White House, House Lawmakers Lay Out Impeachment Cases as Trial Looms

White House lawyers are due to submit Monday a brief detailing their arguments in the impeachment trial of U.S. President Donald Trump, a day before the proceedings begin in earnest.

FILE: Jay Sekulow, one of president’s Trump lawyers. .

In an earlier, shorter response to the articles of impeachment approved by the House of Representatives, lawyers Pat Cipollone and Jay Sekulow said the Senate must reject the charges against Trump because they “rest on dangerous distortions of the Constitution that would do lasting damage to our structure of government.”

They argued the House is trying to undermine the president’s power to determine foreign policy, and that it is trying to control and punish the executive branch for asserting its constitutional privileges.

Regarding the charge that Trump abused his power by asking a foreign power to launch investigations that would benefit him politically, the lawyers argued the House is trying to undermine the president’s power to determine foreign policy.

In response to the charge Trump obstructed Congress by directing members of the executive branch to not comply with subpoenas, the lawyers said those actions were a legitimate assertion of “confidentiality interests grounded in the separation of powers.”

House lawmakers serving as prosecutors have already filed their trial brief, saying it was clear that the “evidence overwhelmingly establishes” that Trump is guilty of both charges in the two articles of impeachment.

Key players in the trial argued sharply Sunday about whether the president’s actions could warrant his removal from office.

FILE – Attorney Alan Dershowitz leaves Manhattan Federal Court in New York, March 6, 2019. Dershowitz is among the lawyers representing President Donald Trump in his impeachment trial.

Criminal defense lawyer Alan Dershowitz, one of the team of lawyers defending Trump, told CNN’s “State of the Union” show that he will tell the 100 members of the Senate, who are acting as jurors deciding Trump’s fate, that “even if the facts as presented are true, it would not rise to the level of impeachment” to convict Trump and oust him from office.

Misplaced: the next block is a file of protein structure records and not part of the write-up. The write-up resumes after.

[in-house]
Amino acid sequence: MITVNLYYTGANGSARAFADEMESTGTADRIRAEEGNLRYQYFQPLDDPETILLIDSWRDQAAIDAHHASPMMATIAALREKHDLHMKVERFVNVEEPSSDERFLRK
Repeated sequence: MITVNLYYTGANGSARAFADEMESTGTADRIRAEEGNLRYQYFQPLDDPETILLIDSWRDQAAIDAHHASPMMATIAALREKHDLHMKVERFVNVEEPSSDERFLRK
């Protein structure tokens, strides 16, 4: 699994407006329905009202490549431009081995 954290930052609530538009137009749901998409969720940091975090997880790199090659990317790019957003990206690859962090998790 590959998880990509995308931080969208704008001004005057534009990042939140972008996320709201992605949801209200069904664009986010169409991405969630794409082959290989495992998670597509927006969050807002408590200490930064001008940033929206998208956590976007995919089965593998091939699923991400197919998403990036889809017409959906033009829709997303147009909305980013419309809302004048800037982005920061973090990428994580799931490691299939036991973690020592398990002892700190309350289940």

The lawmakers will be deciding whether Trump committed “high crimes and misdemeanors,” the standard the U.S. Constitution set for removing a president from office. The Republican-majority Senate remains highly unlikely to convict Trump, a Republican, since a two-thirds vote against Trump would be necessary to remove him from the White House.

Trump last July asked Ukrainian President Volodymyr Zelenskiy to launch an investigation of one of his top 2020 Democratic challengers, former Vice President Joe Biden, his son Hunter Biden’s work for a Ukrainian natural gas company, and a debunked conspiracy theory that Ukraine sought to undermine Trump’s 2016 campaign.  The phone call between the two leaders happened at the same time Trump was temporarily blocking release of $391 million in military aid Kyiv wanted to help fight pro-Russian separatists in eastern Ukraine.

FILE – Impeachment managers walk through rotunda on their way to Senate on Capitol Hill, Jan. 16, 2020.